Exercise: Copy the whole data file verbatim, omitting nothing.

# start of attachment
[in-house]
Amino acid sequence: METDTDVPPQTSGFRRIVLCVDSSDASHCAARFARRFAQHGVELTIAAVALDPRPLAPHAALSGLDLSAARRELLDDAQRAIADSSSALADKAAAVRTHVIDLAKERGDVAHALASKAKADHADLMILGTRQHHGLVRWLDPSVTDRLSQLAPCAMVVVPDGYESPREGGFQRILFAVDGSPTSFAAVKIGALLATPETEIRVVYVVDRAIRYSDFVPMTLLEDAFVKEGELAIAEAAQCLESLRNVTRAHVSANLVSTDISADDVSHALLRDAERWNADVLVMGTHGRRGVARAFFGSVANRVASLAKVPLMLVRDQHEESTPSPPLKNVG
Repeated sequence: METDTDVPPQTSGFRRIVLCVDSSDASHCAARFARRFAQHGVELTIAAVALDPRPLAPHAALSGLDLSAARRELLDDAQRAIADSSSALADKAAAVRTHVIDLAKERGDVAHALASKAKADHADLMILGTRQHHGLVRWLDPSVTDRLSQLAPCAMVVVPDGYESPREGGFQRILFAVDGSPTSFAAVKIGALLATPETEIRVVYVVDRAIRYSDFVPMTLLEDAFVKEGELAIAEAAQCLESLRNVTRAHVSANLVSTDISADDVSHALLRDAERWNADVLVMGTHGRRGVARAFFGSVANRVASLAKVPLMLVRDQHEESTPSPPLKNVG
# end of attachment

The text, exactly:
[in-house]
Amino acid sequence: METDTDVPPQTSGFRRIVLCVDSSDASHCAARFARRFAQHGVELTIAAVALDPRPLAPHAALSGLDLSAARRELLDDAQRAIADSSSALADKAAAVRTHVIDLAKERGDVAHALASKAKADHADLMILGTRQHHGLVRWLDPSVTDRLSQLAPCAMVVVPDGYESPREGGFQRILFAVDGSPTSFAAVKIGALLATPETEIRVVYVVDRAIRYSDFVPMTLLEDAFVKEGELAIAEAAQCLESLRNVTRAHVSANLVSTDISADDVSHALLRDAERWNADVLVMGTHGRRGVARAFFGSVANRVASLAKVPLMLVRDQHEESTPSPPLKNVG
Repeated sequence: METDTDVPPQTSGFRRIVLCVDSSDASHCAARFARRFAQHGVELTIAAVALDPRPLAPHAALSGLDLSAARRELLDDAQRAIADSSSALADKAAAVRTHVIDLAKERGDVAHALASKAKADHADLMILGTRQHHGLVRWLDPSVTDRLSQLAPCAMVVVPDGYESPREGGFQRILFAVDGSPTSFAAVKIGALLATPETEIRVVYVVDRAIRYSDFVPMTLLEDAFVKEGELAIAEAAQCLESLRNVTRAHVSANLVSTDISADDVSHALLRDAERWNADVLVMGTHGRRGVARAFFGSVANRVASLAKVPLMLVRDQHEESTPSPPLKNVG